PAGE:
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PowerShell Profile

Adversaries may gain persistence and elevate privileges in certain situations by abusing PowerShell profiles. A PowerShell profile (profile.ps1) is a script that runs when PowerShell starts and can be used as a logon script to customize user environments. PowerShell supports several profiles depending on the user or host program. For example, there can be different profiles for PowerShell host programs such as the PowerShell console, PowerShell ISE or Visual Studio Code. An administrator can also configure a profile that applies to all users and host programs on the local computer. [1]

Adversaries may modify these profiles to include arbitrary commands, functions, modules, and/or PowerShell drives to gain persistence. Every time a user opens a PowerShell session the modified script will be executed unless the -NoProfile flag is used when it is launched. [2]

An adversary may also be able to escalate privileges if a script in a PowerShell profile is loaded and executed by an account with higher privileges, such as a domain administrator. [3]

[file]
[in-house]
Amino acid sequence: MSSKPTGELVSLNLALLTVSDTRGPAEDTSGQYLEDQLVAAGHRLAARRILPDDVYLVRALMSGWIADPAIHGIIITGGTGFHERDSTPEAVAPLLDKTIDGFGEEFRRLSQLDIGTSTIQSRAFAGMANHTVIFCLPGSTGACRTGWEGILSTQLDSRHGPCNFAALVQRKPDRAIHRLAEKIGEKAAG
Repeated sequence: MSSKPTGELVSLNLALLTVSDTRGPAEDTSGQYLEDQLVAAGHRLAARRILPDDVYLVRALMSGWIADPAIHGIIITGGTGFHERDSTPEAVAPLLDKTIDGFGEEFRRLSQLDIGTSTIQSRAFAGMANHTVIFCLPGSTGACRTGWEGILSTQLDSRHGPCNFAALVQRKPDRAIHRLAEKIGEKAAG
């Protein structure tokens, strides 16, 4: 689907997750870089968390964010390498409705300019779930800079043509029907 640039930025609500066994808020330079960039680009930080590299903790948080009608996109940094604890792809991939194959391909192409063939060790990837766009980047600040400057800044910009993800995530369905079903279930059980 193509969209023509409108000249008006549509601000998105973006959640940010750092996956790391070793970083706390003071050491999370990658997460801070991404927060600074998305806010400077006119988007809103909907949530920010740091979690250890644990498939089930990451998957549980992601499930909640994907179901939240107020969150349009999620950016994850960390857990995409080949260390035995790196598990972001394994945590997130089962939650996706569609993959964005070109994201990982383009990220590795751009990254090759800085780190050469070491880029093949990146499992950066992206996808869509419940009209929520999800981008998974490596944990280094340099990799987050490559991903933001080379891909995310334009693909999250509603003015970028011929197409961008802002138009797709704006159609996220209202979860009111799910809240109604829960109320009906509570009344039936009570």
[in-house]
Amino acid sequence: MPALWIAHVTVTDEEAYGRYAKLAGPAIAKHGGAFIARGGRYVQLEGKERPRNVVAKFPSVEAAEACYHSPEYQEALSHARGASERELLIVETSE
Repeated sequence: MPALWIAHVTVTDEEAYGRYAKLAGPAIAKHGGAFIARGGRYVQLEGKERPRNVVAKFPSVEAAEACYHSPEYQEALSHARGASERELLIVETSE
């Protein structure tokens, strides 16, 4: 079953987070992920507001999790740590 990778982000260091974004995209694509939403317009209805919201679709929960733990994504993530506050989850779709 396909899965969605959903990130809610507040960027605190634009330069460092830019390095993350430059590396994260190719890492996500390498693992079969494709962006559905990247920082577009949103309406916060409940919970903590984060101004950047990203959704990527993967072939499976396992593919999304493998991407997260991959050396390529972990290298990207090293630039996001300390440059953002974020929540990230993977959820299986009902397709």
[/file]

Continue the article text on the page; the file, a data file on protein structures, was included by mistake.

ID: T1504
Tactic: Persistence, Privilege Escalation
Platform: Windows
Permissions Required: User, Administrator
Data Sources: Process monitoring, File monitoring, PowerShell logs
Contributors: Allen DeRyke, ICE
Version: 1.0
Created: 14 June 2019
Last Modified: 19 July 2019

Procedure Examples

Name Description

Turla has used PowerShell profiles to maintain persistence on an infected machine.[2]


Mitigation Description
Code Signing

Enforce execution of only signed PowerShell scripts. Sign profiles to avoid them from being modified.

Restrict File and Directory Permissions

Making PowerShell profiles immutable and only changeable by certain administrators will limit the ability for adversaries to easily create user level persistence.

Software Configuration

Avoid PowerShell profiles if not needed. Use the -No Profile flag with when executing PowerShell scripts remotely to prevent local profiles and scripts from being executed.


Locations where profile.ps1 can be stored should be monitored for new profiles or modifications. [4] Example profile locations include:

  • $PsHome\Profile.ps1
  • $PsHome\Microsoft.{{HostProgram}}_profile.ps1
  • $Home\My Documents\PowerShell\Profile.ps1
  • $Home\My Documents\PowerShell\Microsoft.{{HostProgram}}_profile.ps1

Monitor abnormal PowerShell commands, unusual loading of PowerShell drives or modules, and/or execution of unknown programs.